One of my grandsons was showing me his course of study for grade 6 students and something occurred to me - what memory work were they expected to learn, thus my question to him "how many poems do you have to learn off by heart, Kevin?"
I was disheartened to learn that they weren't expected to learn anything like a poem from memory. Boy, but how times have changed from the days when we were expected to know several poems and were sometimes asked on an examination paper to "write from memory" a given selection.
It was not at all uncommon to be told to learn a poem and our teacher would ask a student to start repeating a chosen work and then after a few lines would point to another student to "continue from there" and if we didn't know the next lines it meant additional homework for us. Not only were we expected to recite given lines but were also called upon to explain what the poet was attempting to get across.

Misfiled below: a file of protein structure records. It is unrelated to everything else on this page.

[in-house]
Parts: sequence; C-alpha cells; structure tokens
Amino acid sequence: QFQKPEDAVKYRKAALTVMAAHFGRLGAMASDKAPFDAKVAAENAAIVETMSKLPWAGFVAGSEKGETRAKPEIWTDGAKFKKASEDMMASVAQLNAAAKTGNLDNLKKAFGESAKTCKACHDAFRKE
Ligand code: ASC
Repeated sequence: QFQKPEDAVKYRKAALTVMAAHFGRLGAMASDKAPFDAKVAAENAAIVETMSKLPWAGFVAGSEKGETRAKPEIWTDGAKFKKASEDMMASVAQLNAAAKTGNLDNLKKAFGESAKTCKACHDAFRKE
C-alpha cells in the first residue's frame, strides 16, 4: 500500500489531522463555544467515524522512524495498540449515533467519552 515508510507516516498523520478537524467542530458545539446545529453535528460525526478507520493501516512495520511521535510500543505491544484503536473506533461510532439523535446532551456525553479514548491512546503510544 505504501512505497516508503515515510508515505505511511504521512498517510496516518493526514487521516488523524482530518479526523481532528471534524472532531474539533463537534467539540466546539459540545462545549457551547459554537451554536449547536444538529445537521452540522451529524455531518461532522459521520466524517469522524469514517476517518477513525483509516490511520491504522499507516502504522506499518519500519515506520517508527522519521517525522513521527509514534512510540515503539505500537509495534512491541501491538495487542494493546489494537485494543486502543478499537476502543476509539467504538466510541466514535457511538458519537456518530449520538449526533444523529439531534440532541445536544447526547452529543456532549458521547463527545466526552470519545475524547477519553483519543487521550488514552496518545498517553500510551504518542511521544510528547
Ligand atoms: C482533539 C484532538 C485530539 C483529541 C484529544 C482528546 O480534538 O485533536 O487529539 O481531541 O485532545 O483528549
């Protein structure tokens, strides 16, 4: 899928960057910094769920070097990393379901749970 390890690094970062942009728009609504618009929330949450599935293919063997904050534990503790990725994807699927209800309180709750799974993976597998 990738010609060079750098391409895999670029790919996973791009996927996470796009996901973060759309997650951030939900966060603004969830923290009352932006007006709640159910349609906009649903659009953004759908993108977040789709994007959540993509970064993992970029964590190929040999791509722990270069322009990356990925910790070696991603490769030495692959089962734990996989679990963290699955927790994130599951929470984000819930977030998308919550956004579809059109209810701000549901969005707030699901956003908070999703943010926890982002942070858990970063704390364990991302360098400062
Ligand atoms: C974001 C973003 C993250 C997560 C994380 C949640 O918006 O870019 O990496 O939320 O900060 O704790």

I well remember my favorite poem which one could be expecting to hear in the fall of the year called "Indian Summer" by Wilfred Campbell
It went as follows:
Along the line of smoky hills
The crimson forest stands,
And all the day the blue jay calls
Throughout the autumn lands.
Now by the brook the maple leans
With all his glory spread,
And all the sumacs on the hills
Have turned their green to red.
Now by some forest wrapped in mist,
Or past some river's mouth,
Throughout the; long still autumn day
Wild birds are flying south.
I have to wonder, has the challenge of learning beauty from memory been cast aside like so many other things we enjoyed?